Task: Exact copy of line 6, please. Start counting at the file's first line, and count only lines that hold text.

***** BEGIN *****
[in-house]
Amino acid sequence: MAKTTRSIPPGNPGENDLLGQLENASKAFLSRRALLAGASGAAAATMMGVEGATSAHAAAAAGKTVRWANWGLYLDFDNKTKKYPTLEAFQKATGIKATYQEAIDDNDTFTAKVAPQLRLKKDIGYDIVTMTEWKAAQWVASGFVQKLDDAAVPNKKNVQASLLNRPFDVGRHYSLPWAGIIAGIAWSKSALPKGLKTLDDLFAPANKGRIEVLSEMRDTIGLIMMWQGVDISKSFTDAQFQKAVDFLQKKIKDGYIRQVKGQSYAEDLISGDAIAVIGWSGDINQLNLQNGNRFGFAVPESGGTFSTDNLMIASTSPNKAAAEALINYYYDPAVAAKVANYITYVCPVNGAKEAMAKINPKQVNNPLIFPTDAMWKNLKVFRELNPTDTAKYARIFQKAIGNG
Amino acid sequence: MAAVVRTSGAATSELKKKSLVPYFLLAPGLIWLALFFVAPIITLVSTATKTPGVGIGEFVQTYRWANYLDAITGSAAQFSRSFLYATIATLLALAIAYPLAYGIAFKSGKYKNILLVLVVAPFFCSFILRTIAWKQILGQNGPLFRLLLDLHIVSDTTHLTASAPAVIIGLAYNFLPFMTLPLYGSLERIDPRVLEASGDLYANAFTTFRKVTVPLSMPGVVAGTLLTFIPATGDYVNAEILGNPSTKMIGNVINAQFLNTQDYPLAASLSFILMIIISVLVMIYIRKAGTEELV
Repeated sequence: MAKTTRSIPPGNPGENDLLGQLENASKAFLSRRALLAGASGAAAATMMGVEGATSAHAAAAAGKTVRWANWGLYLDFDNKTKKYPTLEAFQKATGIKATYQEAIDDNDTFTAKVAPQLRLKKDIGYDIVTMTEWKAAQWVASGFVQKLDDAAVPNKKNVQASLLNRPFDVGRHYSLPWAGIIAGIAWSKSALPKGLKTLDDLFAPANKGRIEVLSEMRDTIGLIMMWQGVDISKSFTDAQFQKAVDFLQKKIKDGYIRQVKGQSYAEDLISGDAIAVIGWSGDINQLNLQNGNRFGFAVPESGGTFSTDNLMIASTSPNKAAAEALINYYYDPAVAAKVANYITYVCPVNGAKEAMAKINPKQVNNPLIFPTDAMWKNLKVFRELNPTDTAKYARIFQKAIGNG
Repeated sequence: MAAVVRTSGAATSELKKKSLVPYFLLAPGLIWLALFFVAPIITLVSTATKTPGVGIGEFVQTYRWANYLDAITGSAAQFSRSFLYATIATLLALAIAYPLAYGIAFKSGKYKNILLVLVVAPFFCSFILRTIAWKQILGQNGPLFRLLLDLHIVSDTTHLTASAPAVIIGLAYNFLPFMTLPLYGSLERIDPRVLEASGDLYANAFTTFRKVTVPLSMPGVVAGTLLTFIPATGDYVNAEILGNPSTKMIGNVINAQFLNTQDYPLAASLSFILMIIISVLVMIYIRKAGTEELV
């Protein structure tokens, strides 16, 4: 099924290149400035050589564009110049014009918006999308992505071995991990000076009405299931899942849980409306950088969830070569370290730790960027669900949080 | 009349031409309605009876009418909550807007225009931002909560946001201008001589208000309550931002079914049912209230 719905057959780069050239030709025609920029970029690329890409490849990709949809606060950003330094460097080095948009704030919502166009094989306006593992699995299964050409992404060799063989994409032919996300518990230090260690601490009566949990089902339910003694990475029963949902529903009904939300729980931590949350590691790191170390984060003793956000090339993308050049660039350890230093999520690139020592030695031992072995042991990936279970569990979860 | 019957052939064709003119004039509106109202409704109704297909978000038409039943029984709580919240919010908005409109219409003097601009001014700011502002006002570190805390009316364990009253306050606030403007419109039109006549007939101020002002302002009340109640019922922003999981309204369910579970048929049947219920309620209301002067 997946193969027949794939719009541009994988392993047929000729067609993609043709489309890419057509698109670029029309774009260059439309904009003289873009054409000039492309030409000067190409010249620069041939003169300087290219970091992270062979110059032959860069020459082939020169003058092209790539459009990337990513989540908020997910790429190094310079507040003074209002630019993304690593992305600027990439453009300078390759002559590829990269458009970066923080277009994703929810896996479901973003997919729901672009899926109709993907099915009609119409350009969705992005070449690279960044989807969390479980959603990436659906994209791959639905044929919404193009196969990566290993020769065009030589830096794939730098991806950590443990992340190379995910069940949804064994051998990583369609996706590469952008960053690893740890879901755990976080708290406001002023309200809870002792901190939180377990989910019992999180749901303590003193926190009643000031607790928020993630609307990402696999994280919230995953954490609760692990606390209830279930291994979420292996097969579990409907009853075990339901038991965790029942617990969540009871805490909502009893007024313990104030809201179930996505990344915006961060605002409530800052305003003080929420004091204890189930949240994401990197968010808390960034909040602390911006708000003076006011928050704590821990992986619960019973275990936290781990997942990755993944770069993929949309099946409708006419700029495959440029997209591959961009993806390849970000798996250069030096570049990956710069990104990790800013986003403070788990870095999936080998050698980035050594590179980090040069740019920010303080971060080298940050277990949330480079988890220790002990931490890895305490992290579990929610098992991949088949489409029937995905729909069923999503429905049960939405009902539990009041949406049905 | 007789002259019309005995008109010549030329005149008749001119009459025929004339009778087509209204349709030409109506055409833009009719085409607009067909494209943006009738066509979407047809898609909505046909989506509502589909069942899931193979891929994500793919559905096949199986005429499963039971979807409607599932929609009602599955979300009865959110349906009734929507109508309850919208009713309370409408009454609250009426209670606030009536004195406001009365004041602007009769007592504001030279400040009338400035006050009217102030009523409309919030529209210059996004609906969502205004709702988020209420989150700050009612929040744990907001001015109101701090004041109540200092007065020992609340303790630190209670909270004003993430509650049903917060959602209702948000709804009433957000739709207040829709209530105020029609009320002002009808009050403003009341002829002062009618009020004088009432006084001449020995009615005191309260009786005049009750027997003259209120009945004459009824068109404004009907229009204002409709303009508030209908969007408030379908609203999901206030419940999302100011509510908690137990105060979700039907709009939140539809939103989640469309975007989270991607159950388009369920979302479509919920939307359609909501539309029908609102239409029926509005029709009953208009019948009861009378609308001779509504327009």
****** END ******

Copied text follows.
């Protein structure tokens, strides 16, 4: 099924290149400035050589564009110049014009918006999308992505071995991990000076009405299931899942849980409306950088969830070569370290730790960027669900949080 | 009349031409309605009876009418909550807007225009931002909560946001201008001589208000309550931002079914049912209230 719905057959780069050239030709025609920029970029690329890409490849990709949809606060950003330094460097080095948009704030919502166009094989306006593992699995299964050409992404060799063989994409032919996300518990230090260690601490009566949990089902339910003694990475029963949902529903009904939300729980931590949350590691790191170390984060003793956000090339993308050049660039350890230093999520690139020592030695031992072995042991990936279970569990979860 | 019957052939064709003119004039509106109202409704109704297909978000038409039943029984709580919240919010908005409109219409003097601009001014700011502002006002570190805390009316364990009253306050606030403007419109039109006549007939101020002002302002009340109640019922922003999981309204369910579970048929049947219920309620209301002067 997946193969027949794939719009541009994988392993047929000729067609993609043709489309890419057509698109670029029309774009260059439309904009003289873009054409000039492309030409000067190409010249620069041939003169300087290219970091992270062979110059032959860069020459082939020169003058092209790539459009990337990513989540908020997910790429190094310079507040003074209002630019993304690593992305600027990439453009300078390759002559590829990269458009970066923080277009994703929810896996479901973003997919729901672009899926109709993907099915009609119409350009969705992005070449690279960044989807969390479980959603990436659906994209791959639905044929919404193009196969990566290993020769065009030589830096794939730098991806950590443990992340190379995910069940949804064994051998990583369609996706590469952008960053690893740890879901755990976080708290406001002023309200809870002792901190939180377990989910019992999180749901303590003193926190009643000031607790928020993630609307990402696999994280919230995953954490609760692990606390209830279930291994979420292996097969579990409907009853075990339901038991965790029942617990969540009871805490909502009893007024313990104030809201179930996505990344915006961060605002409530800052305003003080929420004091204890189930949240994401990197968010808390960034909040602390911006708000003076006011928050704590821990992986619960019973275990936290781990997942990755993944770069993929949309099946409708006419700029495959440029997209591959961009993806390849970000798996250069030096570049990956710069990104990790800013986003403070788990870095999936080998050698980035050594590179980090040069740019920010303080971060080298940050277990949330480079988890220790002990931490890895305490992290579990929610098992991949088949489409029937995905729909069923999503429905049960939405009902539990009041949406049905 | 007789002259019309005995008109010549030329005149008749001119009459025929004339009778087509209204349709030409109506055409833009009719085409607009067909494209943006009738066509979407047809898609909505046909989506509502589909069942899931193979891929994500793919559905096949199986005429499963039971979807409607599932929609009602599955979300009865959110349906009734929507109508309850919208009713309370409408009454609250009426209670606030009536004195406001009365004041602007009769007592504001030279400040009338400035006050009217102030009523409309919030529209210059996004609906969502205004709702988020209420989150700050009612929040744990907001001015109101701090004041109540200092007065020992609340303790630190209670909270004003993430509650049903917060959602209702948000709804009433957000739709207040829709209530105020029609009320002002009808009050403003009341002829002062009618009020004088009432006084001449020995009615005191309260009786005049009750027997003259209120009945004459009824068109404004009907229009204002409709303009508030209908969007408030379908609203999901206030419940999302100011509510908690137990105060979700039907709009939140539809939103989640469309975007989270991607159950388009369920979302479509919920939307359609909501539309029908609102239409029926509005029709009953208009019948009861009378609308001779509504327009």